A recent update to a research paper by University of California, Berkeley economist Emmanuel Saez has found that income inequality is worse than it has ever been in the United States:
As of 2007, the top decile of American earners, Saez writes, pulled in 49.7 percent of total wages, a level that’s “higher than any other year since 1917 and even surpasses 1928, the peak of stock market bubble in the ‘roaring” 1920s.‘”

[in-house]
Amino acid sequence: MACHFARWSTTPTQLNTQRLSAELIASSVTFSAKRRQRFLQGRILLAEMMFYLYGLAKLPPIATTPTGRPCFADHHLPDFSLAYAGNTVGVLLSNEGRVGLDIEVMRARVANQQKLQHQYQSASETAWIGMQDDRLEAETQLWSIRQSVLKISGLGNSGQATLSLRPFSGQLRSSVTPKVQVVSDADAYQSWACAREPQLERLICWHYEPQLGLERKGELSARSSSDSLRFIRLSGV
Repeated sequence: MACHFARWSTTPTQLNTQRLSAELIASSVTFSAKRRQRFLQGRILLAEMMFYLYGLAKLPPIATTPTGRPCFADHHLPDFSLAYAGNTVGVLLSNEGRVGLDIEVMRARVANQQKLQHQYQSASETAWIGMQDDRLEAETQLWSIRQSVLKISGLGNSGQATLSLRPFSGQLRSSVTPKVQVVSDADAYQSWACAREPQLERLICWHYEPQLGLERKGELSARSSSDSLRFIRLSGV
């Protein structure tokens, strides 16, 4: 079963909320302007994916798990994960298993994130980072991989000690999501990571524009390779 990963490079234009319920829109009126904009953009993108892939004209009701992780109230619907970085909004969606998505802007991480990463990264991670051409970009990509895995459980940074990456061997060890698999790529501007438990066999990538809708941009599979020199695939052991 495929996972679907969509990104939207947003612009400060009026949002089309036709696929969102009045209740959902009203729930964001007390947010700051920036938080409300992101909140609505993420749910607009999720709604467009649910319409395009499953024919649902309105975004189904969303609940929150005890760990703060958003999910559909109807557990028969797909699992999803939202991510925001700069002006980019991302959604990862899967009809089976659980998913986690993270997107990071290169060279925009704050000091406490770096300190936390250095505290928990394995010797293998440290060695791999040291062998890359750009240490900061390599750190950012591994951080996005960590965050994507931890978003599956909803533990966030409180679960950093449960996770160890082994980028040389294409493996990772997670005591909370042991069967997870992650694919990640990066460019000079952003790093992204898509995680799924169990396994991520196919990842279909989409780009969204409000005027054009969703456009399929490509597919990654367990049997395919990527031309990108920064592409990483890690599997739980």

Beginning in the economic expansion of the early 1990s, Saez argues, the economy began to favor the top tiers American earners, but much of the country missed was left behind. “The top 1 percent incomes captured half of the overall economic growth over the period 1993-2007,” Saes writes.
Commenting on the numbers in the updated report, Nobel laureate economist and New York Times Paul Krugman writes, “they’re truly amazing.”